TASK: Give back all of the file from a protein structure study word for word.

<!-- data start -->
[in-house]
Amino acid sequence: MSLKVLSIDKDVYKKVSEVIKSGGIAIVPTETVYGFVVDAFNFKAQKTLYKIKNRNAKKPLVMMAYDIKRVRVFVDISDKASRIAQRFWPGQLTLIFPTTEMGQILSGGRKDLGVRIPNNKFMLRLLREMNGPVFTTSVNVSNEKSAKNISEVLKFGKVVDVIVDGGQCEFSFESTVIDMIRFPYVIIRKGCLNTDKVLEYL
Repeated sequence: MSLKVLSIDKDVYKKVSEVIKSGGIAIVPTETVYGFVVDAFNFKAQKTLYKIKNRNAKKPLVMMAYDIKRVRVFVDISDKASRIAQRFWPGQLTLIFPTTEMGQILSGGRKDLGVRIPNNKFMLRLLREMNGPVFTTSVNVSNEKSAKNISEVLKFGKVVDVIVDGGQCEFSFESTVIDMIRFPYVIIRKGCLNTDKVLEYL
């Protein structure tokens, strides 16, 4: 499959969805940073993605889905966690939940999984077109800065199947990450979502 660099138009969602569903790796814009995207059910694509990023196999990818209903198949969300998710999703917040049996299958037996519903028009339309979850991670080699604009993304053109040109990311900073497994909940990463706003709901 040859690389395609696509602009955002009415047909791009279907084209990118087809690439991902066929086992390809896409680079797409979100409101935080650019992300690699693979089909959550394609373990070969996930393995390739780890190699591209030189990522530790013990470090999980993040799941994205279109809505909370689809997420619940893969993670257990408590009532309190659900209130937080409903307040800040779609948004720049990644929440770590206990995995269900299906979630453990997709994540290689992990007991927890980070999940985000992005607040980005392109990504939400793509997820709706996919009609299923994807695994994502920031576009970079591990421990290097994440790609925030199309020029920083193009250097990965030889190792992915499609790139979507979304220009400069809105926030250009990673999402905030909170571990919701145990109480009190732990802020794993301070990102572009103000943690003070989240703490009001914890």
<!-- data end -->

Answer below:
[in-house]
Amino acid sequence: MSLKVLSIDKDVYKKVSEVIKSGGIAIVPTETVYGFVVDAFNFKAQKTLYKIKNRNAKKPLVMMAYDIKRVRVFVDISDKASRIAQRFWPGQLTLIFPTTEMGQILSGGRKDLGVRIPNNKFMLRLLREMNGPVFTTSVNVSNEKSAKNISEVLKFGKVVDVIVDGGQCEFSFESTVIDMIRFPYVIIRKGCLNTDKVLEYL
Repeated sequence: MSLKVLSIDKDVYKKVSEVIKSGGIAIVPTETVYGFVVDAFNFKAQKTLYKIKNRNAKKPLVMMAYDIKRVRVFVDISDKASRIAQRFWPGQLTLIFPTTEMGQILSGGRKDLGVRIPNNKFMLRLLREMNGPVFTTSVNVSNEKSAKNISEVLKFGKVVDVIVDGGQCEFSFESTVIDMIRFPYVIIRKGCLNTDKVLEYL
């Protein structure tokens, strides 16, 4: 499959969805940073993605889905966690939940999984077109800065199947990450979502 660099138009969602569903790796814009995207059910694509990023196999990818209903198949969300998710999703917040049996299958037996519903028009339309979850991670080699604009993304053109040109990311900073497994909940990463706003709901 040859690389395609696509602009955002009415047909791009279907084209990118087809690439991902066929086992390809896409680079797409979100409101935080650019992300690699693979089909959550394609373990070969996930393995390739780890190699591209030189990522530790013990470090999980993040799941994205279109809505909370689809997420619940893969993670257990408590009532309190659900209130937080409903307040800040779609948004720049990644929440770590206990995995269900299906979630453990997709994540290689992990007991927890980070999940985000992005607040980005392109990504939400793509997820709706996919009609299923994807695994994502920031576009970079591990421990290097994440790609925030199309020029920083193009250097990965030889190792992915499609790139979507979304220009400069809105926030250009990673999402905030909170571990919701145990109480009190732990802020794993301070990102572009103000943690003070989240703490009001914890």